Live free or buy?
It was the Revolutionary War hero Gen. John Stark who gave us New Hampshire’s famous motto, “Live free or die.”
Although Stark most certainly wasn’t talking about getting freebies over the Internet, his words nonetheless describe the plethora of price-free goodies that in many cases are just a keyboard stroke away.
Whether it’s getting a diet analysis or gaining a free meal, learning French or downloading Voltaire, free and easy describes innumerable offerings available for the asking. Here is some priceless advice on how to find them.
Free for the asking
The clock is ticking, so get clicking to score your fair share of free stuff. A good start is Volition.com, one of the oldest websites showing where you can get free samples and other items. Offerings include Procter & Gamble Co. products, circus tickets, baby-care goods and even a free diet analysis.
The website also gives you a chance to be one of the first to see a movie — for free — by going to advance film screenings. If you want to do some comparison shopping, stop by TheFreeSite.com or FreeChannel.net.
Meanwhile, keep your driver’s license handy, because FrugalLiving.tv lists free things that restaurants will serve birthday boys and girls — of any age. If all this searching has your computer overloaded, go to OpenOffice.org for free open-source software.
Don’t have a globe-trotter’s budget? Expand your world anyway by picking up free language lessons. The language website of the British Broadcasting Corp., bbc.co.uk/languages/, has lessons in everything from Arabic to Urdu.
There are audio and video courses in French, German, Chinese, Spanish, Italian, Greek and Portuguese. The ever-helpful BBC will supply you with weekly e-mailed language tips. You will even get a certificate upon completing the course.
Don’t have time? No problema. The website offers a “quick fix” of essential phrases in 36 languages, merci beaucoup.
Free and easy listening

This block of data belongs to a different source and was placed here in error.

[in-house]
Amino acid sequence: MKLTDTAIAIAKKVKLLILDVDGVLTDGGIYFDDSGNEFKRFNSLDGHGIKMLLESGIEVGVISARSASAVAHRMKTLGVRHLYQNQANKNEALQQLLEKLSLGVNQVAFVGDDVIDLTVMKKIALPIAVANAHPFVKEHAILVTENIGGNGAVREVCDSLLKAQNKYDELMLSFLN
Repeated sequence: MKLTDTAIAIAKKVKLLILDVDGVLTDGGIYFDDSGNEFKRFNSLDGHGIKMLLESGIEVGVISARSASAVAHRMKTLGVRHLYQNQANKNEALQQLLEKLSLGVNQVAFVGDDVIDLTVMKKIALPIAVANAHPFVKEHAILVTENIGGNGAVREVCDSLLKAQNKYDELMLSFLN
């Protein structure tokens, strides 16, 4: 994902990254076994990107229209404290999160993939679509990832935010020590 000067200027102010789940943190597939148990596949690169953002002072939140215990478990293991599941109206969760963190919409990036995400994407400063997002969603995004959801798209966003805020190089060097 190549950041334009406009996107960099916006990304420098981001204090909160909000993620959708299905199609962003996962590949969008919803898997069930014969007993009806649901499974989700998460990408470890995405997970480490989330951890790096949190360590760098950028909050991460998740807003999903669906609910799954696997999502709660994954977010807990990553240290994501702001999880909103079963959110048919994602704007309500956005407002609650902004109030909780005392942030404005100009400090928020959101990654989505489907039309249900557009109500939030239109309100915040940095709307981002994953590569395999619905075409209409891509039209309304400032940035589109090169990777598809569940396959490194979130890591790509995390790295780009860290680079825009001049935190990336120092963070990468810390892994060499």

Audio books are great. Getting them for free is even better. Let sonorous voices do your reading for you as you commute to work or pick up the kids. Download hundreds of great reads — er, listens — for free, courtesy of LibriVox.org, which, not surprising considering their prices, is a nonprofit organization.
Volunteers produce the audios from books in the public domain. You can go to the group’s website, or the books can easily be searched for — and accessed on — iTunes. Besides classic novels, such as Leo Tolstoy’s “War and Peace,” which obviously is an earful, there are podcasts of things such as William James’ classic essay “The Moral Equivalent of War.”
You can give back by volunteering to read books for the free audios. The group will provide you with — you guessed it — free recording software.
Travel some free ways
Willie Nelson couldn’t wait to get on the road again. Then again, he gets paid to tour. Fortunately, you don’t have to let an empty bank account keep you from roaming.
The nonprofit Couchsurfing.org offers travelers a chance to stay at homes for free and make friends with the sponsoring families. Think of it as getting to know the locals while saving a dime. You can travel in the United States and other countries. Just realize you will probably end up sleeping in a kid’s room or on a couch.
Our home is our castle — but without the royal staff. No problem: Most houseware retailers, such as Williams-Sonoma, regularly hold free classes on cooking and kitchen gadgets for the domestically challenged. (Rachael Ray got her start teaching cooking classes at an Albany, N.Y., store.)
Other places will teach you how to primp your pad without paying a king’s ransom. Home Depot has the online Home Improver Club that, like other major chains, offers free classes and instruction on all kinds of home repairs and cosmetic improvements.
And don’t forget free advice from your local hardware store, says Jeff Yeager, author of “The Ultimate Cheapskate’s Road Map to True Riches.” Their advice and tips could save you thousands on the repairs. Another free benefit: An hour of remodeling work burns an estimated 500 calories.
Waste-free living and giving
Don’t like garbage dumps? Who does? Join the 8 million people doing something about it. They belong to the nonprofit Freecycle Network, dedicated to saving the planet one landfill at a time.
The group set up Freecycle.org, where people who want stuff find those giving it away. As the website states: “It’s all about reuse and keeping good stuff out of landfills.” The idea is becoming popular. So far, 4,918 groups, with more than 8 million members, have signed on.
A search function lets you find fellow freecyclers near you. You’ll get a stern warning at first: “Everything must be FREE, legal and appropriate for all ages. No selling, trading or borrowing.” Joining won’t cost you anything, but a Freecycle bumper sticker will set you back $2.50.